I was listening to a podcast which addressed the huge drop in church attendance in America this year.  There was a pastor on who explained some of the statistics and the reasons why people aren’t returning to church: fear of getting sick during a pandemic, a break in spiritual habits and patterns, anger at the losses people have experienced this year and how those get translated into anger toward God.  And I thought, well, yes, but then I waited for the pastor to address the elephant in the room, a central reason why many people who were so desperate for hope and help and spiritual guidance this year have not returned to physical worship in the church and may not return in 2021, or ever.

It’s because, when they looked for the kindness and mercy of Jesus in their time of need, when they needed Him so desperately in the midst of their personal trials and the chaos of 2020, they did not find Him in the church.

So many of the voices who represent the Christian Church in America could have used their voices in this time to lead a scared and needy flock, but instead used their platforms to raise up a political “savior”.  They could have poured themselves into the physical needs of their parishes as the hands and feet of Christ, but instead amplified a fearful narrative centered on a singular political issue.  They could have stood alongside our brothers and sisters who were fighting racial injustice in the streets but instead disparaged and insulted those same people, over and over.  

It’s not that we didn’t need the peace of Jesus this year, God knows.  It’s just that we’re not always sure where to find Him.

Churches are facing that reckoning now, in the absence of parishioner support.  More worrisome are the scores of individual Christians who are now facing a God-shaped hole, a chasm in the wake of a missing faith practice they no longer trust the church to fill.  Ask a Christian who might have been on the margins of regular church attendance pre-pandemic what they think of when they hear the word ‘church’.  Then ask a regular parishioner.  Ask your family members and friends.  Local church leaders might find answers to this question shocking and telling for the future of the church in America.  After all, if an individual Christian is more likely to equate ‘church’ with a political party, power or political figure, a cause or a movement instead of the Body of Christ, mercy, forgiveness, and service, we’re a church who has decidedly lost its way.  The American church as we know it has been revealed and found wanting.  A church that was already in danger by any statistical analysis is now experiencing a critical phase. 

Since the fire at the Notre Dame Cathedral in Paris in April of 2019, I have seen parallels from the devastation and reconstruction of that grand building to the devastation and hope that might come, if we choose it, in the institutional church.  In Notre Dame and in the church, there has been a burning and a loss that’s revealed structural flaws along with a great big mess to clean up.  It’s overwhelming and painstaking work, and at each turn there are decisions to be made about just what among that wreckage we’d want to bring into the future of a newly built church, brick by brick, step by step, for the good and well-being of the flock.  There’s opportunity here for the Holy Spirit to work and direct us, in movements some call the Emerging Church.  In this movement, some of our Protestant sisters and brothers are discovering elements of older and essential contemplative Christian tradition. They’re turning to Lectio Divina, the Examen, and a practice of silence.  They’re turning again to personal or group study of the Bible, of journaling, of spiritual direction, of letting the Spirit speak.  It’s my hope that my Catholic sisters and brothers might find needed renewal in these same practices and more.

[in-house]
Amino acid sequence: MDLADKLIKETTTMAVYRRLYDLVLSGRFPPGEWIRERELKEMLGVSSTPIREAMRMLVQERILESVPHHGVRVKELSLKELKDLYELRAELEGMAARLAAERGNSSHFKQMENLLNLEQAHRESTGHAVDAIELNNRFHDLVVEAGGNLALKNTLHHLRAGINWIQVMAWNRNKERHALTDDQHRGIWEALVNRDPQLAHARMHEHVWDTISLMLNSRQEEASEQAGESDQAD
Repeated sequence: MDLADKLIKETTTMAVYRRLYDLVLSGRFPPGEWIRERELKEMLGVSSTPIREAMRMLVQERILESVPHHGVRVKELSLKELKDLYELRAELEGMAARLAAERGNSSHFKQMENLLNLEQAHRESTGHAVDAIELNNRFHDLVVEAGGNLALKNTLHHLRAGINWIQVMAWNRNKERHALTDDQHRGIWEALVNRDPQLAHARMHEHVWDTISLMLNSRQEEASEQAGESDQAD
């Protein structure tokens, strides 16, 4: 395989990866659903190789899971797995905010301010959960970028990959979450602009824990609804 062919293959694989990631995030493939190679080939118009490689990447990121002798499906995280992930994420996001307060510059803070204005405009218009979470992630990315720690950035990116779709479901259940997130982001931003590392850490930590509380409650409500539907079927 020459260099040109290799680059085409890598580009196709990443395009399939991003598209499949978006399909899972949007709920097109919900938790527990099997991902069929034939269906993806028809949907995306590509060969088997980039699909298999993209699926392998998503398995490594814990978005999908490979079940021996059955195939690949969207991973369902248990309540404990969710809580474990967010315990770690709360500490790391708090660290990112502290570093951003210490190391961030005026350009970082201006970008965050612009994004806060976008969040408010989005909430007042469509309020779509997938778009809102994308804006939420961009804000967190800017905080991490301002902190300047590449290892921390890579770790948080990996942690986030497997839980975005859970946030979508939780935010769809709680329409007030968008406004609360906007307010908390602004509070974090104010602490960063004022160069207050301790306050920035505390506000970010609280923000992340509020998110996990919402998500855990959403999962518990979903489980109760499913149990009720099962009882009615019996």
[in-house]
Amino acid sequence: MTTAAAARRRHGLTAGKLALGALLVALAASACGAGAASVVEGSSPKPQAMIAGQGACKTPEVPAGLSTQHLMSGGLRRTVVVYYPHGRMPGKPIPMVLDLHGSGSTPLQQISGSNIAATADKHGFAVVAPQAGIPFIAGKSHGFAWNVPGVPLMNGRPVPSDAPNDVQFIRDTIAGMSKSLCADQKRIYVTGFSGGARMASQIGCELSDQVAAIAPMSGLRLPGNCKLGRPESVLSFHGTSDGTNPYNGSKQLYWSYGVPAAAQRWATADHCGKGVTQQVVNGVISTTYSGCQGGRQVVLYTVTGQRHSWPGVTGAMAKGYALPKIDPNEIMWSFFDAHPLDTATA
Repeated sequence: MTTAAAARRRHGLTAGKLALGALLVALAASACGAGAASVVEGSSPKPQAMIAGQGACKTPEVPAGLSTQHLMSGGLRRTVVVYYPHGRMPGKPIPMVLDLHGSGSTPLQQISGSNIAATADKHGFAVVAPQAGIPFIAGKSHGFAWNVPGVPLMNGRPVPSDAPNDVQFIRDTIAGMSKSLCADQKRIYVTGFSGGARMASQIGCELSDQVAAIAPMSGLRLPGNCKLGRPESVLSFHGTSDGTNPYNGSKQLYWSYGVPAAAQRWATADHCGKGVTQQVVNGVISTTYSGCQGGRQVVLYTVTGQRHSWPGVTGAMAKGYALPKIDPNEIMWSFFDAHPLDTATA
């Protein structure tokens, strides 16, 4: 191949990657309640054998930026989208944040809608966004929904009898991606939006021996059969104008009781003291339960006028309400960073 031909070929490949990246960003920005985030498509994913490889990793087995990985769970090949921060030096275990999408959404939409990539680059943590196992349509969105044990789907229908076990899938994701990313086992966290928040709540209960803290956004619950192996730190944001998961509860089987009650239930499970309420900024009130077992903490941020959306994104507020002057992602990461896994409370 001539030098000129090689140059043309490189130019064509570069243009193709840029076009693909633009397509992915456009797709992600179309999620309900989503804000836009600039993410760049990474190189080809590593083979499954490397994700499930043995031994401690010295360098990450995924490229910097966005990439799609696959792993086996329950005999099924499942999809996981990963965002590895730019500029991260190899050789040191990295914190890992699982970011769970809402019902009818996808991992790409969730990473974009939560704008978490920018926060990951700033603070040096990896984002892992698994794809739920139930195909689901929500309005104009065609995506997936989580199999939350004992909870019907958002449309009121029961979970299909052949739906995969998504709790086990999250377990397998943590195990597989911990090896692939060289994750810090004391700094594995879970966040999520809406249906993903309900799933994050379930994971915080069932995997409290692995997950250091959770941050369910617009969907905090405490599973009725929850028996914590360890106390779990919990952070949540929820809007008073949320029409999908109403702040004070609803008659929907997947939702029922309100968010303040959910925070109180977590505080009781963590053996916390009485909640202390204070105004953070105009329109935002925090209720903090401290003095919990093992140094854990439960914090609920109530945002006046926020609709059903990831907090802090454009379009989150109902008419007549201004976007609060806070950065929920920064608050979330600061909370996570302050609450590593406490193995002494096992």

Because this is a church which desperately needs to be brought back to life.  This is a church which needs revival.  I have no doubt that the path ahead must include a focus on listening and helping each other encounter our living God once again. In His kindness, He’ll give us illumination for the path, opportunity for growth, treasures found in ashes.  Because this is who He is.  He’s a God of ‘re’ – renewal, revival, redemption, resurrection.  He’s making a way in the wilderness and streams in the wasteland right this very minute, and it’s us to decide to walk in it, or not.

In 2021, let’s walk it out together.

Note: If you’re in need of resources, books or music that you might use to jumpstart your spiritual practice in the year ahead, please reach out to me.  I have lots of ideas!

4 responses to “Revive”

  1. Patricia Avatar

    Thank you Kerry…Meryy Christmas and Happy New Year…I enjoy your snippets

    1. kcampbell116 Avatar

      Very happy and healthy new year to you!

  2. Becky Beresford Avatar

    This was so good, friend! I think God is turning the tide and drawing His people back to Him… back to the truths of the gospel and what it really means to be a disciple of Jesus. It’s an uncomfortable refining process, but I think it is what the America church needs.

    1. kcampbell116 Avatar

      Becky, I agree – God is moving in this time!

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